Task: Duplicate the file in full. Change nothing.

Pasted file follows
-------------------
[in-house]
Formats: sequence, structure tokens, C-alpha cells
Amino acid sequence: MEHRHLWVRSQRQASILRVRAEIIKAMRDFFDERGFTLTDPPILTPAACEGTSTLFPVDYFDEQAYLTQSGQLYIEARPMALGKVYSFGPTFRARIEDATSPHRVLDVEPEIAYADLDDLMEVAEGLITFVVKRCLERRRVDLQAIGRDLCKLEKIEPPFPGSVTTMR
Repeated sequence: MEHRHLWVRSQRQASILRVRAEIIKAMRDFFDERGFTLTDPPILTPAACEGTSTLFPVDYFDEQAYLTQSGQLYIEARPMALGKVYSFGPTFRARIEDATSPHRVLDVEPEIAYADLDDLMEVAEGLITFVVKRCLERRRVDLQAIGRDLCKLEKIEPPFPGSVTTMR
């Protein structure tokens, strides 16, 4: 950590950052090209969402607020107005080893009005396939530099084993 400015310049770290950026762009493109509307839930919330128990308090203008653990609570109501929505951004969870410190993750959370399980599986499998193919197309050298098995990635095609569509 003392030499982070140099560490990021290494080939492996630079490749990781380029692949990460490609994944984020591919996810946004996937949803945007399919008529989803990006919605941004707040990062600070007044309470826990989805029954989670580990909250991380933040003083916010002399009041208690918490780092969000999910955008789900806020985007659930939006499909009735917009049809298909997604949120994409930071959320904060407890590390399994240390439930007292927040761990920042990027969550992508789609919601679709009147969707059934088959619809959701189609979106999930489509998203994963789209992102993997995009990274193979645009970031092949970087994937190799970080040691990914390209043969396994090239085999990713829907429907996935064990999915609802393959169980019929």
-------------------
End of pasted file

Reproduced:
[in-house]
Formats: sequence, structure tokens, C-alpha cells
Amino acid sequence: MEHRHLWVRSQRQASILRVRAEIIKAMRDFFDERGFTLTDPPILTPAACEGTSTLFPVDYFDEQAYLTQSGQLYIEARPMALGKVYSFGPTFRARIEDATSPHRVLDVEPEIAYADLDDLMEVAEGLITFVVKRCLERRRVDLQAIGRDLCKLEKIEPPFPGSVTTMR
Repeated sequence: MEHRHLWVRSQRQASILRVRAEIIKAMRDFFDERGFTLTDPPILTPAACEGTSTLFPVDYFDEQAYLTQSGQLYIEARPMALGKVYSFGPTFRARIEDATSPHRVLDVEPEIAYADLDDLMEVAEGLITFVVKRCLERRRVDLQAIGRDLCKLEKIEPPFPGSVTTMR
């Protein structure tokens, strides 16, 4: 950590950052090209969402607020107005080893009005396939530099084993 400015310049770290950026762009493109509307839930919330128990308090203008653990609570109501929505951004969870410190993750959370399980599986499998193919197309050298098995990635095609569509 003392030499982070140099560490990021290494080939492996630079490749990781380029692949990460490609994944984020591919996810946004996937949803945007399919008529989803990006919605941004707040990062600070007044309470826990989805029954989670580990909250991380933040003083916010002399009041208690918490780092969000999910955008789900806020985007659930939006499909009735917009049809298909997604949120994409930071959320904060407890590390399994240390439930007292927040761990920042990027969550992508789609919601679709009147969707059934088959619809959701189609979106999930489509998203994963789209992102993997995009990274193979645009970031092949970087994937190799970080040691990914390209043969396994090239085999990713829907429907996935064990999915609802393959169980019929």